Recently President Trump drew the outrage of the outrage-based media when he said the United States should have its own foreign-oriented network
to rival CNN International, one that broadcasts an explicitly pro-U.S. message abroad.
The immediate accusation was that only a dictator (!) would demand such control of their own image. Who else would want control of news media to portray their own image?
(Well, except for the state-run BBC, of course. But let’s not count that kind of precedent if we can throw around a term like “dictator.”)
Now of course Trump wasn’t suggesting that the U.S. should run its own domestic news service, which would technically be propaganda. He was talking about a foreign service, which — given Trump’s background — would technically be advertising.
If that’s what the president wants, he doesn’t need to start a whole new network. The United States already has a marketing network, which could accomplish his goal and help boost our stagnant tourism industry.
Brand USA markets the United States as a destination to international travelers. A public-private partnership established by Congress in 2010, Brand USA promotes travel to the U.S., particularly rural and less-traveled parts of the Fruited Plain.
Supported by exactly zero tax dollars, Brand USA is funded by a small fee paid by foreign visitors approved to visit the United States under the Visa Waiver Program. A visitor pays a $14 fee, and Brand USA gets $10 of it. Those funds are then matched by private-sector contributions.
The program creates a virtuous cycle: the more people it draws here, the more money it makes, so the more resources it has to draw people here, and on and on.
The current authorization for Brand USA is set to run through 2020, but earlier this year Congress diverted Brand USA’s traveler fees to the general Treasury. Without that money, Brand USA can’t do its job, so Congress needs to put the money back — particularly in the few precious weeks of the lame-duck Congress while the grown-ups are still in charge.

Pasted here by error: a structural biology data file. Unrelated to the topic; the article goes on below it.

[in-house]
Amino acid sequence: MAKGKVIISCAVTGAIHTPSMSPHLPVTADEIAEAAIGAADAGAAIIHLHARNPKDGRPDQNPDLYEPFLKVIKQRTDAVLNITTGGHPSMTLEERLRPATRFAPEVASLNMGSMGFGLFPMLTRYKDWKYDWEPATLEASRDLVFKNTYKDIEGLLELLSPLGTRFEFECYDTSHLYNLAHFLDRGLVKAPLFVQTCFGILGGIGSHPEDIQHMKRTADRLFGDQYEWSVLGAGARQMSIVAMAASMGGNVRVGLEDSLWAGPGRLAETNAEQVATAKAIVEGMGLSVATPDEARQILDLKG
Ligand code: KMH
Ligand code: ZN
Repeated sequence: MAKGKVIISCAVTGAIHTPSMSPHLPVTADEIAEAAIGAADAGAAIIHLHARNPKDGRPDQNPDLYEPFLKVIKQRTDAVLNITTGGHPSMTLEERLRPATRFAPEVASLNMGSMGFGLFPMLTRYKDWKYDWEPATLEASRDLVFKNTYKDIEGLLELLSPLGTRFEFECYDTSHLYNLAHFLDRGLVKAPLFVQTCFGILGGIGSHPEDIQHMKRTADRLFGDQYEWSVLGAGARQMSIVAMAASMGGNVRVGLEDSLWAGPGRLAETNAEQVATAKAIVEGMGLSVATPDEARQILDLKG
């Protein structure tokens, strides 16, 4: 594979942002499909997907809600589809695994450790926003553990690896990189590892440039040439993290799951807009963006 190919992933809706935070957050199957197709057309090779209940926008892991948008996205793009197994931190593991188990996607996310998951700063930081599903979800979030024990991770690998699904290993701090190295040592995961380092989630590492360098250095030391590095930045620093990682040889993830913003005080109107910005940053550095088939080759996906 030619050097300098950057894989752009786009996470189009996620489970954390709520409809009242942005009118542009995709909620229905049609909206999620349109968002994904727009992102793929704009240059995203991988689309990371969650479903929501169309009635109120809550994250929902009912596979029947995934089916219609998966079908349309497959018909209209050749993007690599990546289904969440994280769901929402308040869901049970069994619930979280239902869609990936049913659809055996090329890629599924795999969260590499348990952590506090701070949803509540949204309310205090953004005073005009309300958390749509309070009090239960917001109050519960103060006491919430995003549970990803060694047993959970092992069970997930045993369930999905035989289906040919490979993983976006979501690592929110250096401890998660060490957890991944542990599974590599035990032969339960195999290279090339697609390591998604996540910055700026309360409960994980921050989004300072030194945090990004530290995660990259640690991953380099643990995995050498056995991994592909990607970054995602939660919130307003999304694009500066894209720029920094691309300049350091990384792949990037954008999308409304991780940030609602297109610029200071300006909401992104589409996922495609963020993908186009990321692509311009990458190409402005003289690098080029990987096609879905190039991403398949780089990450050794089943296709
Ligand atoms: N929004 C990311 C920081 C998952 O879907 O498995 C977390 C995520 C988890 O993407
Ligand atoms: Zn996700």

With sinking travel revenue, the U.S. needs to maintain a strong marketing campaign.
Despite the fact that international travel is on the rise, the United States’ piece of the pie is shrinking. From 2015 to 2017, long-haul travel was up worldwide by about 13 percent, but the United States market share dropped from 13.8 percent to 12.2 percent.
That may not sound like a lot, but the ripples from that drop spread out to any part of the economy that benefits from tourism. According to one estimate, that accounts for 7.4 million fewer international visitors, $32.2 billion less revenue brought into the U.S., and 100,000 uncreated jobs.
Apart from some hiccups in the stock market since Democrats won a lot of elections last month, the Trump economy has seen record after record on unemployment and growth — but it would still be better to have more of that than less. Brand USA can help get those visitors coming back here.
And even just a little bit goes a long way.
Brand USA earned an ROI of $27.70 for every $1 spent on marketing in 2017, according to an independent Oxford Economics study. Those are the kind of returns that would make any stock broker’s jaw drop. Brand USA has been a successful, self-sustaining government program (a rarity in Washington, to be sure) but we need to keep spending money to make money.
Now of course critics will say that people aren’t coming to America because the whole world hates Trump, so they’re boycotting us! That’s of course hogwash. Given Trump’s strong dollar policies, currency conversion makes coming here a little more expensive than other parts of the world. But as mentioned earlier, part of Brand USA’s mission is to draw tourists to less-traveled, less-expensive parts of the country.
Los Angeles and New York are too expensive for millions of Americans, let alone many foreign travelers, which is why Brand USA focuses on parts of the country like the national parks with soaring IMAX films.
Given the president’s success as a hotelier, he doubtless understands the importance of good marketing. The rest of the world deserves to see what a great place to visit the U.S. is, no matter what CNN says every day.
Jared Whitley is a long-time politico who has worked in the U.S. Congress, White House, and defense industry. He is an award-winning writer, having won best blogger in the state from the Utah Society of Professional Journalists (2018) and best columnist from Best of the West (2016). He earned his MBA from Hult International Business School in Dubai. To read more of his reports — Click Here Now.
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